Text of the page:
How does Wilfred Owen use language in "Dulce et Decorum Est"?

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 “Dulce et Decorum Est”, describes the soldiers’ horrific trauma in World War1 with a bitter tone. The background of this poem is during World War 1 when the British soldiers were attacked by chlorine gas. In this poetry, one soldier was unable to get his mask on time and after suffering from the torturing gas, he unfortunately died. His excruciating death was portrayed with gruesome effects of the gas on him. This was part of his intention to indicate the grim reality with horror and futility of the war as he was convinced that the war seemed to be carrying on beyond the point of reason and kill too many innocent people. Which was why he wrote this poetry emphasizing on the irony of this situation. In the poem, he uses different rhythms and literary devices including dramatic descriptions and various images to show how the soldiers are not only physically, but also mentally devastated by exertions of battle. He strongly convinces the horror of the war to the readers who glamorize war.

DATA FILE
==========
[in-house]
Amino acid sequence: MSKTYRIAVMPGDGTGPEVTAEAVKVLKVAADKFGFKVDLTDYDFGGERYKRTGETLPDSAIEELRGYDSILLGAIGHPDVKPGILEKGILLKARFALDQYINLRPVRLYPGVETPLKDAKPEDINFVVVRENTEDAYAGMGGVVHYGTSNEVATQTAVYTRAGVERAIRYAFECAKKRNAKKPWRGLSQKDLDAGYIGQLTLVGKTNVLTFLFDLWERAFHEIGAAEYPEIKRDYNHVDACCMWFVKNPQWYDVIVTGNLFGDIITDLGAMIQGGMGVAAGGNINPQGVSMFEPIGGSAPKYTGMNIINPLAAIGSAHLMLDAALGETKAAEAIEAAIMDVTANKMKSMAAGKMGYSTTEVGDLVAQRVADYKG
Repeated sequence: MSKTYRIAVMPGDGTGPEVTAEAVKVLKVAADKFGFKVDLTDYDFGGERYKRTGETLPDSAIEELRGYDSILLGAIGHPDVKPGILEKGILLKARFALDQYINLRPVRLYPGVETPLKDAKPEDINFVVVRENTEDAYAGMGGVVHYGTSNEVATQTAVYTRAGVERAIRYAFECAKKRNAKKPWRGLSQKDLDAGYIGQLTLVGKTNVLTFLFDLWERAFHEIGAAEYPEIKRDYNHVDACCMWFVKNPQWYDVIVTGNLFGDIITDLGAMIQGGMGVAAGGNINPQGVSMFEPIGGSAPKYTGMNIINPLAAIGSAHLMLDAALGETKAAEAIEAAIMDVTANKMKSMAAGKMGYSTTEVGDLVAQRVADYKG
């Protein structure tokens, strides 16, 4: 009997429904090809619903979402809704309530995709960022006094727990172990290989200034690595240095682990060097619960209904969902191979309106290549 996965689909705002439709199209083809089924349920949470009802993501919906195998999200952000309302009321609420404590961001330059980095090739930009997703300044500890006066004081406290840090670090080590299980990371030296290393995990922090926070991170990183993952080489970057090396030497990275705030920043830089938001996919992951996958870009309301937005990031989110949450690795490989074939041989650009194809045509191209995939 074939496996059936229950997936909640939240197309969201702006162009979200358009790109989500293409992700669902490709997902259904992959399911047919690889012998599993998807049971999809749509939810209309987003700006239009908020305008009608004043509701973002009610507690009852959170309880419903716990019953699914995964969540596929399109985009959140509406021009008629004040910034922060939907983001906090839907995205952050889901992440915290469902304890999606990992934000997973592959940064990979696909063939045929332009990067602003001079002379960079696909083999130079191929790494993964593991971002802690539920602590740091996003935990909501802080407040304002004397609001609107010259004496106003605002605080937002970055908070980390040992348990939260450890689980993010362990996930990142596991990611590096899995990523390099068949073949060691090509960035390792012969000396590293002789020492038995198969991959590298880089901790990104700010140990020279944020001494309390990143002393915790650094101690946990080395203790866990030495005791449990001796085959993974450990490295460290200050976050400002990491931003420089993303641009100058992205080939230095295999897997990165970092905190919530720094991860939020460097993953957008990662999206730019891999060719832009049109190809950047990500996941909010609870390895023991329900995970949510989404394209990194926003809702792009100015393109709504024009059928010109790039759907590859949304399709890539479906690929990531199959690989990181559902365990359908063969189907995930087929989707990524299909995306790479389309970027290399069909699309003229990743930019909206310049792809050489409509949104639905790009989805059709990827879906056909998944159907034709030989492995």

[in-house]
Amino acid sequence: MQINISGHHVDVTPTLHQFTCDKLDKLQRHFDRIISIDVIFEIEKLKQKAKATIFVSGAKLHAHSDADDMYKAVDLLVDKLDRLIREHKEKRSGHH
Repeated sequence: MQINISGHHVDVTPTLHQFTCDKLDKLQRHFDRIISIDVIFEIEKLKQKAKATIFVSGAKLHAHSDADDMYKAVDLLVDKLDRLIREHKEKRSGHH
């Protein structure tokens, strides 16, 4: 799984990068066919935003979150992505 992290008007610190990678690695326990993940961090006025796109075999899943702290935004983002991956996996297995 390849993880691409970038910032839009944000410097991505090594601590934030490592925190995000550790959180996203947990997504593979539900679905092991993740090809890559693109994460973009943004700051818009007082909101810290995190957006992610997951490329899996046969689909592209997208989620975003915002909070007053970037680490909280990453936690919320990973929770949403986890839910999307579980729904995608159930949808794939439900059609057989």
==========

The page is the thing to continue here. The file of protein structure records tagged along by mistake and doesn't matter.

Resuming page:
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In the first stanza, he introduces the reader to the horror of the war by depicting the poor condition of the soldiers. “Bent double, like old beggars under sacks”. Here, Wilfred Owen reveals how unclean and unhealthy the soldiers are by using simile with the word ‘old beggars’. Irony is used in this place, as many people think that the soldiers are fit and healthy men with full of energy, however they are like old and sick beggars, who are often ragged and shabby. Simile is also used in the next line where “knock- kneed coughing like hags, we ...

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